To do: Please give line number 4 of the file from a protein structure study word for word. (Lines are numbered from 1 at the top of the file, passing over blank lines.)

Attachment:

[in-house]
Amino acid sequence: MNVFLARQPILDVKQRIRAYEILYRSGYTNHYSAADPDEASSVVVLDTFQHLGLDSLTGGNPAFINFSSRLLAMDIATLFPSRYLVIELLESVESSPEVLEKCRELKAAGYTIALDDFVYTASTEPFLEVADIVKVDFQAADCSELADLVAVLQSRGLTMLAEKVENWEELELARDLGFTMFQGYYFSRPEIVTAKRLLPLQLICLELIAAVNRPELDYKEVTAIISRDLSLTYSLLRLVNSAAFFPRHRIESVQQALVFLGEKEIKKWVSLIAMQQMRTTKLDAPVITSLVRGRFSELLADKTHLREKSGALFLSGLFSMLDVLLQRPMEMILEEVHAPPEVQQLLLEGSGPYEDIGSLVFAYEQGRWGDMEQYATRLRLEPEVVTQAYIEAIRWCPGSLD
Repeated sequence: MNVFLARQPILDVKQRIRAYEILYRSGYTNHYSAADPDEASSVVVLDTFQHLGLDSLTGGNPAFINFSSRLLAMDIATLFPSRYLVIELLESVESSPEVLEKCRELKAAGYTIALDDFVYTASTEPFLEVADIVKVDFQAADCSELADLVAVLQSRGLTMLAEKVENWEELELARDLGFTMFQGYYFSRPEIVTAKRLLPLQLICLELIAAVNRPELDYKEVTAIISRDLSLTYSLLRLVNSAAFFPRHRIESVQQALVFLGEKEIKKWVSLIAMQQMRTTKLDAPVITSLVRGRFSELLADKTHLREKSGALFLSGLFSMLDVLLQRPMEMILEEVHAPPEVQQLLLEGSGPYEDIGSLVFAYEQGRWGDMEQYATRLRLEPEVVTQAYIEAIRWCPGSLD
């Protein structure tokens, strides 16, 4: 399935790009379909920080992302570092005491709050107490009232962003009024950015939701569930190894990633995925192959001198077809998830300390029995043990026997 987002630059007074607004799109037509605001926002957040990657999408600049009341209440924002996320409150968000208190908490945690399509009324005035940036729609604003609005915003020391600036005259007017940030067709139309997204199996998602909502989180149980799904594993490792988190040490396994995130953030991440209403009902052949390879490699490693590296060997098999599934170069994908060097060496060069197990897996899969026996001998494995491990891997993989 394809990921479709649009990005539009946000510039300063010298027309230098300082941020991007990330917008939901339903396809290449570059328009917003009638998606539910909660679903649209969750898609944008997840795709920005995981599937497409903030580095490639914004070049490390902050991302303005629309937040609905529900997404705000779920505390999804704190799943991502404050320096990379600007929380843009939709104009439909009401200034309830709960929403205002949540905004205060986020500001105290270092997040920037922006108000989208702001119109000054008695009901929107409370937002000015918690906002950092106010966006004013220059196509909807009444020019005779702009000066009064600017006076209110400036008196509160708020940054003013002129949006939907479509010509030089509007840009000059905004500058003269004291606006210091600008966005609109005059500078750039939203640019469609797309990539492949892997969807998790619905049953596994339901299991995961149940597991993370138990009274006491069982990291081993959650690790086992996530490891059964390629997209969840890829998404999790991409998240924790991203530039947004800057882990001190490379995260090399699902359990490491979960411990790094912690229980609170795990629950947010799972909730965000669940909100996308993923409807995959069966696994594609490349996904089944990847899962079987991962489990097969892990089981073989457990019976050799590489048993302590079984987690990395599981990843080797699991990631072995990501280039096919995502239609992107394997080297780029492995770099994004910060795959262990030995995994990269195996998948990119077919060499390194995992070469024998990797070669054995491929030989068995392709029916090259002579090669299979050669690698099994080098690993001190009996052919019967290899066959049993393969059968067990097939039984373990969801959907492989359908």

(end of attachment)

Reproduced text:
């Protein structure tokens, strides 16, 4: 399935790009379909920080992302570092005491709050107490009232962003009024950015939701569930190894990633995925192959001198077809998830300390029995043990026997 987002630059007074607004799109037509605001926002957040990657999408600049009341209440924002996320409150968000208190908490945690399509009324005035940036729609604003609005915003020391600036005259007017940030067709139309997204199996998602909502989180149980799904594993490792988190040490396994995130953030991440209403009902052949390879490699490693590296060997098999599934170069994908060097060496060069197990897996899969026996001998494995491990891997993989 394809990921479709649009990005539009946000510039300063010298027309230098300082941020991007990330917008939901339903396809290449570059328009917003009638998606539910909660679903649209969750898609944008997840795709920005995981599937497409903030580095490639914004070049490390902050991302303005629309937040609905529900997404705000779920505390999804704190799943991502404050320096990379600007929380843009939709104009439909009401200034309830709960929403205002949540905004205060986020500001105290270092997040920037922006108000989208702001119109000054008695009901929107409370937002000015918690906002950092106010966006004013220059196509909807009444020019005779702009000066009064600017006076209110400036008196509160708020940054003013002129949006939907479509010509030089509007840009000059905004500058003269004291606006210091600008966005609109005059500078750039939203640019469609797309990539492949892997969807998790619905049953596994339901299991995961149940597991993370138990009274006491069982990291081993959650690790086992996530490891059964390629997209969840890829998404999790991409998240924790991203530039947004800057882990001190490379995260090399699902359990490491979960411990790094912690229980609170795990629950947010799972909730965000669940909100996308993923409807995959069966696994594609490349996904089944990847899962079987991962489990097969892990089981073989457990019976050799590489048993302590079984987690990395599981990843080797699991990631072995990501280039096919995502239609992107394997080297780029492995770099994004910060795959262990030995995994990269195996998948990119077919060499390194995992070469024998990797070669054995491929030989068995392709029916090259002579090669299979050669690698099994080098690993001190009996052919019967290899066959049993393969059968067990097939039984373990969801959907492989359908």